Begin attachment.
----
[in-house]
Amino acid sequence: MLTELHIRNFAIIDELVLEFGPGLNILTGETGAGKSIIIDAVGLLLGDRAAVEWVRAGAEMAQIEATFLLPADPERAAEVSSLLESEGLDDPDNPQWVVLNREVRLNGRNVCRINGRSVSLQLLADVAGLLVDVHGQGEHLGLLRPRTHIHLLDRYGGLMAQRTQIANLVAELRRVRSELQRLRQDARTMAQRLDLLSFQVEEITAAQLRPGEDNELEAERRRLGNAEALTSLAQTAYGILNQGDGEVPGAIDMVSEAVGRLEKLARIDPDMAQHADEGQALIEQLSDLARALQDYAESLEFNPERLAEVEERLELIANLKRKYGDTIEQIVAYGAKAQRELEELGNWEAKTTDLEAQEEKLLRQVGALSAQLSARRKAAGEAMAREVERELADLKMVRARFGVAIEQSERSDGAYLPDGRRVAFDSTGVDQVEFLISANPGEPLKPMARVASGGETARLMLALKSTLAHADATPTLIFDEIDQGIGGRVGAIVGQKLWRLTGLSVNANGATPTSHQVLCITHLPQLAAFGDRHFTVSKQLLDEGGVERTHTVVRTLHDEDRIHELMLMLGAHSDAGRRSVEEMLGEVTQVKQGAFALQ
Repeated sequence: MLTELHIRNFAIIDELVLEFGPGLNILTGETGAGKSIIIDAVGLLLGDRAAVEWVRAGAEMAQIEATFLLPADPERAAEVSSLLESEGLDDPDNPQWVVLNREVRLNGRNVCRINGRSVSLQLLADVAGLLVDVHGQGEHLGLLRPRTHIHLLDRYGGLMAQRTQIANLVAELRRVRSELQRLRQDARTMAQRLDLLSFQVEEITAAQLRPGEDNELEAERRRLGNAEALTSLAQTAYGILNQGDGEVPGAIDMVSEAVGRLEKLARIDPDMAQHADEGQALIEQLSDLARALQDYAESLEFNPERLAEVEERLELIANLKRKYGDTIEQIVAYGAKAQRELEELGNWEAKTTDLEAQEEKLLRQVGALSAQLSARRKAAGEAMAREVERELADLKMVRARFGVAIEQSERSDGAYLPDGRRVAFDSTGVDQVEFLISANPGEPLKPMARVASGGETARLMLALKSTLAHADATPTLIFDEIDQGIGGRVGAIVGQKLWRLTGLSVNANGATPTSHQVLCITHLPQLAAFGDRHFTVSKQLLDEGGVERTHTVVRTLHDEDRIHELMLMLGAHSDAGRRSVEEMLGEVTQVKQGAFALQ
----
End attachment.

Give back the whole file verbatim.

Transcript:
[in-house]
Amino acid sequence: MLTELHIRNFAIIDELVLEFGPGLNILTGETGAGKSIIIDAVGLLLGDRAAVEWVRAGAEMAQIEATFLLPADPERAAEVSSLLESEGLDDPDNPQWVVLNREVRLNGRNVCRINGRSVSLQLLADVAGLLVDVHGQGEHLGLLRPRTHIHLLDRYGGLMAQRTQIANLVAELRRVRSELQRLRQDARTMAQRLDLLSFQVEEITAAQLRPGEDNELEAERRRLGNAEALTSLAQTAYGILNQGDGEVPGAIDMVSEAVGRLEKLARIDPDMAQHADEGQALIEQLSDLARALQDYAESLEFNPERLAEVEERLELIANLKRKYGDTIEQIVAYGAKAQRELEELGNWEAKTTDLEAQEEKLLRQVGALSAQLSARRKAAGEAMAREVERELADLKMVRARFGVAIEQSERSDGAYLPDGRRVAFDSTGVDQVEFLISANPGEPLKPMARVASGGETARLMLALKSTLAHADATPTLIFDEIDQGIGGRVGAIVGQKLWRLTGLSVNANGATPTSHQVLCITHLPQLAAFGDRHFTVSKQLLDEGGVERTHTVVRTLHDEDRIHELMLMLGAHSDAGRRSVEEMLGEVTQVKQGAFALQ
Repeated sequence: MLTELHIRNFAIIDELVLEFGPGLNILTGETGAGKSIIIDAVGLLLGDRAAVEWVRAGAEMAQIEATFLLPADPERAAEVSSLLESEGLDDPDNPQWVVLNREVRLNGRNVCRINGRSVSLQLLADVAGLLVDVHGQGEHLGLLRPRTHIHLLDRYGGLMAQRTQIANLVAELRRVRSELQRLRQDARTMAQRLDLLSFQVEEITAAQLRPGEDNELEAERRRLGNAEALTSLAQTAYGILNQGDGEVPGAIDMVSEAVGRLEKLARIDPDMAQHADEGQALIEQLSDLARALQDYAESLEFNPERLAEVEERLELIANLKRKYGDTIEQIVAYGAKAQRELEELGNWEAKTTDLEAQEEKLLRQVGALSAQLSARRKAAGEAMAREVERELADLKMVRARFGVAIEQSERSDGAYLPDGRRVAFDSTGVDQVEFLISANPGEPLKPMARVASGGETARLMLALKSTLAHADATPTLIFDEIDQGIGGRVGAIVGQKLWRLTGLSVNANGATPTSHQVLCITHLPQLAAFGDRHFTVSKQLLDEGGVERTHTVVRTLHDEDRIHELMLMLGAHSDAGRRSVEEMLGEVTQVKQGAFALQ